One lump or two? Though many a good coffee connoisseur takes their brew strong and black, adding a bit of something sweet is a practice enjoyed by many. What exactly is the difference between white and brown sugar, and what the heck is "turbinado" sugar?
White sugar is the most common sweetener used in tea or coffee. You can get white sugar in regular granulated form, or finer ground as icing sugar or confectioner's sugar. Powdered sugar isn't typically used for simple beverage sweetening. White sugar is processed from sugar cane to have the molasses removed, and then it's filtered, crystalized and dried.
Brown sugar is my personal favorite. I love the heavier flavour in my coffee. It's made by adding the molasses back to regular white sugar, which makes it much moister and more prone to clumping than white sugar. I have heard that a piece of white bread in the container will keep your brown sugar soft.
Raw sugar is very similar to brown sugar, except this is sugar that hasn't been processed into white. So it has its natural molasses content intact. It's lighter than brown sugar in flavour, but the texture is more coarse (almost like kosher salt).
Another name for raw sugar, mentioned above. Other names for raw sugar are Muscovado and Demerara sugar. These are not literally identical, but they are the products produced at different stages of sugar processing. The differences between them are slight.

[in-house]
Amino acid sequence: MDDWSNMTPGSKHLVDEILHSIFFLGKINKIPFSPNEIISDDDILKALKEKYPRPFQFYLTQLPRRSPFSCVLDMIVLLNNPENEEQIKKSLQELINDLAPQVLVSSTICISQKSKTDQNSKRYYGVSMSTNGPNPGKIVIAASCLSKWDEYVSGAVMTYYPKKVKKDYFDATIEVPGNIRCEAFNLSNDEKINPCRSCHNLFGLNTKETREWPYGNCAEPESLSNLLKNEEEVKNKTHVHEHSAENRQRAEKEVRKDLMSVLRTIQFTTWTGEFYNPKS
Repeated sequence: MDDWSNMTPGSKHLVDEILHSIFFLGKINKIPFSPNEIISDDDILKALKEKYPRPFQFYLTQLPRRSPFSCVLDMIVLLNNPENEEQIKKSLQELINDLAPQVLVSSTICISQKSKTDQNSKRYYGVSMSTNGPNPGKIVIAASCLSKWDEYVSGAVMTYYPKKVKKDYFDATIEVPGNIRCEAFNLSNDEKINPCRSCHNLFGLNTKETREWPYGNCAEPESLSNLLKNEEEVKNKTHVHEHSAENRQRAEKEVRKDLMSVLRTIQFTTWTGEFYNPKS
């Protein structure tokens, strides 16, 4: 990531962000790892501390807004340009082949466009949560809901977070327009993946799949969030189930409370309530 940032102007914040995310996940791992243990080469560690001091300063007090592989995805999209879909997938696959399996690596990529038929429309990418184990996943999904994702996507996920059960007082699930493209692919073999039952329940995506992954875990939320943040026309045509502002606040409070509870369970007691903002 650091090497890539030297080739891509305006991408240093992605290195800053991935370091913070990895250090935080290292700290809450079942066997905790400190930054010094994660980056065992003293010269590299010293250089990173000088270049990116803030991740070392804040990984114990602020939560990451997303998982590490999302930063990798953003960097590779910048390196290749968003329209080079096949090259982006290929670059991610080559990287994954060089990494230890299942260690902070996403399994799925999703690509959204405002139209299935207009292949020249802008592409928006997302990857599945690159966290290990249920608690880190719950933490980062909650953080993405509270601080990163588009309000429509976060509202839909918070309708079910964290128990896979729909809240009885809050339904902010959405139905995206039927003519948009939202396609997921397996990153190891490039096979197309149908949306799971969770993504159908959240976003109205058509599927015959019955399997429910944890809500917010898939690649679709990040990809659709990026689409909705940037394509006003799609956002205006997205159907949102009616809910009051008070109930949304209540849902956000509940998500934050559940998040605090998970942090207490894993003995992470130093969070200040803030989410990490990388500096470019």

Of course, honey isn't a kind of sugar, but it's a popular sweet touch nonetheless. Produced by bees, it's a very natural form of sweetener that requires next to no processing before use. Liquid honey will crystalize over time, but whipped honey will remain soft (like butter) indefinately.
I thought I'd add this less common sweet selection that is gaining acceptance. It's actually an herbal product that is far sweeter than sugar. The botanical name is Stevia rebaudiana Bertoni. Stevia sweeteners can be found in many health food stores, or even grown in your own garden. More on stevia.
Some people choose one form of sugar over another for various health or nutrition reasons. Any added benefit from the extra molasses in either brown or raw sugar is pretty negligible, considering the small amounts added to your drinks.